of any creature to produce variant trajectories in some directions
more readily than others).
some forms of reprogramming can be
produced by many mutations, while others are produced by only a few.
That is, some changes are 'easier' to achieve than others. So even if
the rates of occurrence of different mutations at the molecular level
are equal (and usually they won't be), the result will be a higher
probability of producing some mutant individuals than others
This is clear even if we think of a non-linear genotype-phenotype
mapping. Selection acts on phenotypes; given a non-linear mapping some
of these will be more readily obtainable from small mutations than
others. Add to this, as Arthur does, the fact that selection is
occurring during the process of this mapping unfolding (ie, over the
whole developmental life-cycle of the organism), and that the
developmental process itself is heritable and mutable, it is certain
that things are much more complex than just mutating genes.
one way to picture an embryo is as a
trajectory through multicharacter hyperspace. ... Characters that were
not there initially gradually come into being. We go from no brain to
proto-brain to small brain to bigger brain.
phenotypic plasticity should not just be
thrown out of the window by evolutionary theorists because it is not
inherited. If you take one step back from the non-inheritance of
'plastic' variants, you will probably find that the pattern of
plasticity is itself inherited, or at least partly so, and that there
is variation for it in a 'typical' population.
Reprogramming is a more complex process
than mutation, because it is a change in something that is itself by
definition a state of change. Development is a trajectory through
multicharacter hyperspace; developmental reprogramming is a
mutationally induced change in that trajectory.
One feature of developmental reprogramming is "duplication and
divergence". A stage or module that occurs once can, with a relatively
small developmental change, occur more than once. The new occurrences
can then diverge, be modified independently, without compromising the
functionality of the original.
what particular features of organismic
design increase the probability that evolution will find a way to
produce advantageous modifications?
... 'modularity' ... 'duplication
This "duplication and divergence" is a pattern widely seen
in development, possibly nowhere as obviously as in segmented body
plans, where instances of duplication can be accompanied by wild
diversification, yet sometimes by very little.
an arthropod needs a minimum of two
pairs of legs for stable land locomotion
all the vast array of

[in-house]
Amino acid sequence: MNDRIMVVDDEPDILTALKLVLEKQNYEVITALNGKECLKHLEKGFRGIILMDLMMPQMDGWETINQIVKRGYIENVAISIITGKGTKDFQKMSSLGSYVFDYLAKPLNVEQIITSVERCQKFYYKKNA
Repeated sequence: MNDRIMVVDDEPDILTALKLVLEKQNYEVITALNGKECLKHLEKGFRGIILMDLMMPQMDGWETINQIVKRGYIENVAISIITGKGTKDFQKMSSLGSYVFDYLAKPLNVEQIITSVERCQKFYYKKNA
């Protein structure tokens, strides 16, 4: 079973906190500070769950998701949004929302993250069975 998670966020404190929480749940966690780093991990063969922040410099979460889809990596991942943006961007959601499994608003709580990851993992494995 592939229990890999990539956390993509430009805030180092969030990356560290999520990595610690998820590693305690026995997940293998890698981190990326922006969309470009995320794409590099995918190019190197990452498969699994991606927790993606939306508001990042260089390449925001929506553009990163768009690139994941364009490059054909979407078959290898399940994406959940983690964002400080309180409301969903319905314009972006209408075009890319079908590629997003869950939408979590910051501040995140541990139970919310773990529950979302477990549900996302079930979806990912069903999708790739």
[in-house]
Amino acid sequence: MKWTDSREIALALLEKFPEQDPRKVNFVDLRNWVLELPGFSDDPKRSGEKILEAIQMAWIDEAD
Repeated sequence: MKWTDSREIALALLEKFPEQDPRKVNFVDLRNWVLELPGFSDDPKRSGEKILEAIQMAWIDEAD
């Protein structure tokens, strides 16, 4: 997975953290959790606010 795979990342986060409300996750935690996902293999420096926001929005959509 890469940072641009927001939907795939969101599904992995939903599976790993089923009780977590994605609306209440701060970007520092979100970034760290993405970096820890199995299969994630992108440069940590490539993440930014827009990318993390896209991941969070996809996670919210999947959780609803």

arthropods have more than this: three pairs of legs in insects, four
in arachnids, 'many' in crustaceans and 'very many indeed' (sometimes
more than 100) in the appropriately named myriapods. Given that there
is an excess of legs over what is required for locomotion, surely some
could be modified into other things? Well, yes, and there are lots of
cases where this has clearly happened. Many arthropod mouthparts are
smallish paired appendages that have been derived from 'spare' pairs
of legs in an ancestor. The centipede's impressive poison claws
have probably also been derived in this way.
we have not yet
developed any predictive ability. Centipedes, for example, would
appear to have a particular surplus of legs, and yet the 'longest'
ones, with 191 pairs, have not specialized any more of them into other
things than the shortest, which have only fifteen pairs.
This examination of centipedes is followed up by an intriguing
observation of a clear bias in their developmental program:
does developmental bias exist in the
all known species of centipedes have odd
numbers of leg-pairs (between 15 and 191). Not a single species has an
even number. If there were only three species of centipede, we could
write this off as being due to chance; but since there are in fact
about 3000 species, this explanation is clearly untenable.
This is a lovely discussion of the evo-devo field, with a personal
slant from the author who is deeply immersed in it himself. The idea
of evolvable developmental programming resonates with me, as a
computer scientist, because it provides a clear mechanism for higher
level processes and modules to appear and be built on, without having
to go back down to primitive components all the time. Once these
higher level processes appear, and evolve, higher levels still can be
built, and complexity can take off.